The glass plate holds a 50 micron slit that covers the high-resolution fiber and the dedicated calibration fiber used for the simultaneous ThAr mode. This slit ensures the spectrograph resolution of R>60000 for these two fibers (at the expense of 40% of the light).

    The FIES camera F-ratio is F/3.0, with focal length of 520mm. With the collimator focal length of 1524mm this corresponds to a multiplication factor 2.93. Secondly, distances in the fiber exit module are apparently enlarged by the lens by a factor 1.75. As a consequence, a core-to-core spacing between fibers of 180 microns in the fiber exit block, corresponds to an echellogram spacing of 180*1.75/2.93=107.5 microns on the detector or about 8 pixels (for 13.5 micron pixels). The FWHM of 100 micron fibers is about 4.3 pixels in the cross-dispersion direction.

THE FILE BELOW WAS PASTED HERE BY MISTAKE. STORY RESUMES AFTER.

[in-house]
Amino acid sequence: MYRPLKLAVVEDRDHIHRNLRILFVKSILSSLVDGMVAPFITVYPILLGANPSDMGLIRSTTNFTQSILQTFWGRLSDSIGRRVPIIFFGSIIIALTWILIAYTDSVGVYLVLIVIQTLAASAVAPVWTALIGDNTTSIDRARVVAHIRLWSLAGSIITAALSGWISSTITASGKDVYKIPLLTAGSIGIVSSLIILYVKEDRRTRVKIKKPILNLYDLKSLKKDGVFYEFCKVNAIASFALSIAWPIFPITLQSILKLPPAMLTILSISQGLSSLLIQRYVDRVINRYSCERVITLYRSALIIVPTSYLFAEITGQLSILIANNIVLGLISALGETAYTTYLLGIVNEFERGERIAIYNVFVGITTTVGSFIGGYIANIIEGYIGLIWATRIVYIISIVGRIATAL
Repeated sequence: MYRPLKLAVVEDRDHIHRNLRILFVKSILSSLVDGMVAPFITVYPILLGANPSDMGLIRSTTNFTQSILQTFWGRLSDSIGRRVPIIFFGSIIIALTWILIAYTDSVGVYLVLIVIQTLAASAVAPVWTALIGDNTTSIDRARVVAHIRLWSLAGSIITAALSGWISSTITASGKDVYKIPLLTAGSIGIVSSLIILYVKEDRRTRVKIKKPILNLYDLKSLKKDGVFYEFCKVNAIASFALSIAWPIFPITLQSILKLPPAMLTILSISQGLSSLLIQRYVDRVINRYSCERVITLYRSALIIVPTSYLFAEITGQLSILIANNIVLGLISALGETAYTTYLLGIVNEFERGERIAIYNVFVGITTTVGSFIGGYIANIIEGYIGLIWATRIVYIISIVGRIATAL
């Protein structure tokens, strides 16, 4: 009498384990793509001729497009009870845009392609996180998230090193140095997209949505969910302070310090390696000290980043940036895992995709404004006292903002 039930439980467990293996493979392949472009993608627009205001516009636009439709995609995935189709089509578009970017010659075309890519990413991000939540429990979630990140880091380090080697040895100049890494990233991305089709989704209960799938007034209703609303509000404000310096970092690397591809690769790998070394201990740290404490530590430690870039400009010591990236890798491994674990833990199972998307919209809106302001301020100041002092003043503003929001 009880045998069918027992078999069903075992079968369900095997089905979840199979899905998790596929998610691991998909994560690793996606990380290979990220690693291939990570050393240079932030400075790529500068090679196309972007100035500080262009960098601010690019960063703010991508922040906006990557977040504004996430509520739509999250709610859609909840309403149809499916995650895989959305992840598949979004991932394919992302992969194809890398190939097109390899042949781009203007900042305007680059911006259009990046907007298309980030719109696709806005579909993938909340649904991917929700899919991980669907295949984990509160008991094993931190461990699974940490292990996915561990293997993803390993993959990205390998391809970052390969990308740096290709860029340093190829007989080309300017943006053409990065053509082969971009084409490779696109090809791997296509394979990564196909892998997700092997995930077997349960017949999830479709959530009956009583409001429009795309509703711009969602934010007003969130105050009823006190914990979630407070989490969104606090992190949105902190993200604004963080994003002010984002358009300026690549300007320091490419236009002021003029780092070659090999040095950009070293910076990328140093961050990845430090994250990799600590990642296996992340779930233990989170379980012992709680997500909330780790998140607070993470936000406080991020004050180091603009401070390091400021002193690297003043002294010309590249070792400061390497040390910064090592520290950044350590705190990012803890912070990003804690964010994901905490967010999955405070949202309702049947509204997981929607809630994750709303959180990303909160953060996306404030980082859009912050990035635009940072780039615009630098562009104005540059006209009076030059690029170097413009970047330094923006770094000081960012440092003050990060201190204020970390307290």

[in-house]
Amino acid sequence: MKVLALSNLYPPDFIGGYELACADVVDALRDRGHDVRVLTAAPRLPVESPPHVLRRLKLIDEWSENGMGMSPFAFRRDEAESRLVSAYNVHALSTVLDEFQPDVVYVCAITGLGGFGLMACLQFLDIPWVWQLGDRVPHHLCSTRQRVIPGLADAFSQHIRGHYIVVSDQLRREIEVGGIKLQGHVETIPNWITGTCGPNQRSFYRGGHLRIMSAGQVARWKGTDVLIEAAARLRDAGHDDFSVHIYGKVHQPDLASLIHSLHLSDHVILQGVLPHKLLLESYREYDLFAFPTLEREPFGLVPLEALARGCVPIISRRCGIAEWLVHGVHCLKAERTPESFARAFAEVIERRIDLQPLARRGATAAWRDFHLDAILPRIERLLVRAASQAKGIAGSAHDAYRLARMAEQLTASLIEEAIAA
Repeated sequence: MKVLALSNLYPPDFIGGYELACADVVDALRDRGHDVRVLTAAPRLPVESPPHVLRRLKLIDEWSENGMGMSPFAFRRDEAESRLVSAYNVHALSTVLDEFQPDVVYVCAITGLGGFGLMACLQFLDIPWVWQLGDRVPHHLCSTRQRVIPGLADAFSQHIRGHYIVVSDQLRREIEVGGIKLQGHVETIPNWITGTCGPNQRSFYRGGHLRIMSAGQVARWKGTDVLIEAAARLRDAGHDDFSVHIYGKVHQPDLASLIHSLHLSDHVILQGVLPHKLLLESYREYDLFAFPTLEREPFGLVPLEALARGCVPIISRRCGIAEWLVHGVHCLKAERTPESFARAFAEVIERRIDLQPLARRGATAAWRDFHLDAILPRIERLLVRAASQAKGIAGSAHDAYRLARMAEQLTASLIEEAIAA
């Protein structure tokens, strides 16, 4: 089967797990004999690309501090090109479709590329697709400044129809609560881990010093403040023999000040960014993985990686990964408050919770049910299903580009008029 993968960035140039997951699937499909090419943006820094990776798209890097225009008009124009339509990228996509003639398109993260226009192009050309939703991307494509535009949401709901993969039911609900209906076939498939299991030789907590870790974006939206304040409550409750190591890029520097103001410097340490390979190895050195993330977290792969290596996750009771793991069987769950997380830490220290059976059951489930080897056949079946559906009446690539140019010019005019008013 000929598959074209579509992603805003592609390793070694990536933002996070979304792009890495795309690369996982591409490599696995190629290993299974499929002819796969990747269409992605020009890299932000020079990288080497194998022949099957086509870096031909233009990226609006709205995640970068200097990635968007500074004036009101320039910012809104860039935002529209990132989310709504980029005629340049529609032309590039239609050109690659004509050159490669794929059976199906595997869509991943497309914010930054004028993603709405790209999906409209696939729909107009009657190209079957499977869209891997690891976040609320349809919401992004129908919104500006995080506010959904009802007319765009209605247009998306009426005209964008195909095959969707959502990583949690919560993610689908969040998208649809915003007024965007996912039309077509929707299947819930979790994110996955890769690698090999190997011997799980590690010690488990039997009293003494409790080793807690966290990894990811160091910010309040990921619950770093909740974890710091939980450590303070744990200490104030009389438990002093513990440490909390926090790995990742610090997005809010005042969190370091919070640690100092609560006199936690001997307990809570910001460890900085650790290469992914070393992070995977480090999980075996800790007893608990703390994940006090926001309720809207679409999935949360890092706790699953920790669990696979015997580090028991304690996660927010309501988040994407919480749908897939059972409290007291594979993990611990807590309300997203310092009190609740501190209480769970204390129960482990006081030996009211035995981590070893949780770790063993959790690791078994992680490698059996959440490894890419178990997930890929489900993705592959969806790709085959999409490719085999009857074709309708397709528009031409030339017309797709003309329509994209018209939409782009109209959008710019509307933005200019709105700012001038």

Fibers of 100 micron diameter should not be positioned closer to each other than 180 microns (core to core) in the fiber exit block, in order to be able to extract simultaneous echellograms. With this distance, and with the current cross disperser, two adjacent echellograms can be recorded simultaneously bluewards from 6300A, for polarimetry, or for simultaneous sky or simultaneous ThAr modes. Redwards from 6300A the neighbouring orders of the adjacent echellograms will overlap. For larger core to core distances, the echellograms will overlap even bluer.

    The spectrograph shutter is located as close as possible to the fiber exit and lens, and is an iris shutter with 25mm diameter opening.

    Rather than a slit, one could use 70 micron fibers to obtain a spectral resolution of R>60000.

    Fiber exit block
    In the spectrograph enclosure, the fiber exit block rests on a V block, in a train together with the beam-narrowing lens and the iris shutter. Currently the cross section of this block measures 17.0 x 9.0mm in order for it to pass the rota seal and torpedo (see above) during installation of the fiber bundle.